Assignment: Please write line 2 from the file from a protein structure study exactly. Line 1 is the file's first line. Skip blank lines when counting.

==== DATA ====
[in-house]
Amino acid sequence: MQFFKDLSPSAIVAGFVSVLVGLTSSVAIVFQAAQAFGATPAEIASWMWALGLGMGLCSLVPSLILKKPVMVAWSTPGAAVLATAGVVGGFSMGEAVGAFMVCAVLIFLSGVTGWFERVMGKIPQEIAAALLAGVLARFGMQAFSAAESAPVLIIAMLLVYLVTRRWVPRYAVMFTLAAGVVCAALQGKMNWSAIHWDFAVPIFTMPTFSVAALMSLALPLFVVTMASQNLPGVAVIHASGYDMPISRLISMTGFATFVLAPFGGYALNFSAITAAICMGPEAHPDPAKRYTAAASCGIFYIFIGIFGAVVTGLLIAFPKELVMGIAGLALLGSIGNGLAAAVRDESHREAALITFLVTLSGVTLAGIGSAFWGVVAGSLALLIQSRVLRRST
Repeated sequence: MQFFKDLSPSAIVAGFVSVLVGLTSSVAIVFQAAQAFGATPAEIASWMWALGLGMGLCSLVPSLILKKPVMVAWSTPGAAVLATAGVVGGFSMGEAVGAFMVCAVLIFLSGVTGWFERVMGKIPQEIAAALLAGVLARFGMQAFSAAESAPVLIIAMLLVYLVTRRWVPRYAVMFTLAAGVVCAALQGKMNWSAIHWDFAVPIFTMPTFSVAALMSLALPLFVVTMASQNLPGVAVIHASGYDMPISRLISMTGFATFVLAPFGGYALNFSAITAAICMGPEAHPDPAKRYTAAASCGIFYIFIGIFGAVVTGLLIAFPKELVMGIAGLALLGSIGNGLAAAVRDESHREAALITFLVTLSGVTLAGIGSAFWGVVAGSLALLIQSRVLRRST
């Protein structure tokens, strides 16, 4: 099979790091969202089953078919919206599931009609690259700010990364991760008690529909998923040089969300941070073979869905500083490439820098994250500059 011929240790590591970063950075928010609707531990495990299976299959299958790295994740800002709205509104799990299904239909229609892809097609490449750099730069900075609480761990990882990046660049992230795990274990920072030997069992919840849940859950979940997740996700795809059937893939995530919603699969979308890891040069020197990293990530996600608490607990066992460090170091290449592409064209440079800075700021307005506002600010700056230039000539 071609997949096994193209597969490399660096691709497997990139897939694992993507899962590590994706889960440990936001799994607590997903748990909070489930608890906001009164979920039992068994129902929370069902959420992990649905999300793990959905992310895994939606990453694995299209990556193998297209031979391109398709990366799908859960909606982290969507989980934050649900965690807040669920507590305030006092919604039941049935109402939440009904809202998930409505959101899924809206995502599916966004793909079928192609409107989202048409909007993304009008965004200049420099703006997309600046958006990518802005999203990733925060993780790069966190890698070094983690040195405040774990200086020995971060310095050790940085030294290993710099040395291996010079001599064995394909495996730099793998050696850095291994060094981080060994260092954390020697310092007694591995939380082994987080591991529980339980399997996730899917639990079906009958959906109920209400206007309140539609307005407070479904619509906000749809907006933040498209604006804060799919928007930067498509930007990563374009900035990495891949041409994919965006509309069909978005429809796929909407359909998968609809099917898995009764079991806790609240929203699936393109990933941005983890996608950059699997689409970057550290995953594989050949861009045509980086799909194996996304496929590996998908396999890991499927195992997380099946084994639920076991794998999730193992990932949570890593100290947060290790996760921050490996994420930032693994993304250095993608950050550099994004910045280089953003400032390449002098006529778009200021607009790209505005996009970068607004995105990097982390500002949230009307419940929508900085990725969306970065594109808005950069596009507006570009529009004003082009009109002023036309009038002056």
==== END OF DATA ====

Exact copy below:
Amino acid sequence: MQFFKDLSPSAIVAGFVSVLVGLTSSVAIVFQAAQAFGATPAEIASWMWALGLGMGLCSLVPSLILKKPVMVAWSTPGAAVLATAGVVGGFSMGEAVGAFMVCAVLIFLSGVTGWFERVMGKIPQEIAAALLAGVLARFGMQAFSAAESAPVLIIAMLLVYLVTRRWVPRYAVMFTLAAGVVCAALQGKMNWSAIHWDFAVPIFTMPTFSVAALMSLALPLFVVTMASQNLPGVAVIHASGYDMPISRLISMTGFATFVLAPFGGYALNFSAITAAICMGPEAHPDPAKRYTAAASCGIFYIFIGIFGAVVTGLLIAFPKELVMGIAGLALLGSIGNGLAAAVRDESHREAALITFLVTLSGVTLAGIGSAFWGVVAGSLALLIQSRVLRRST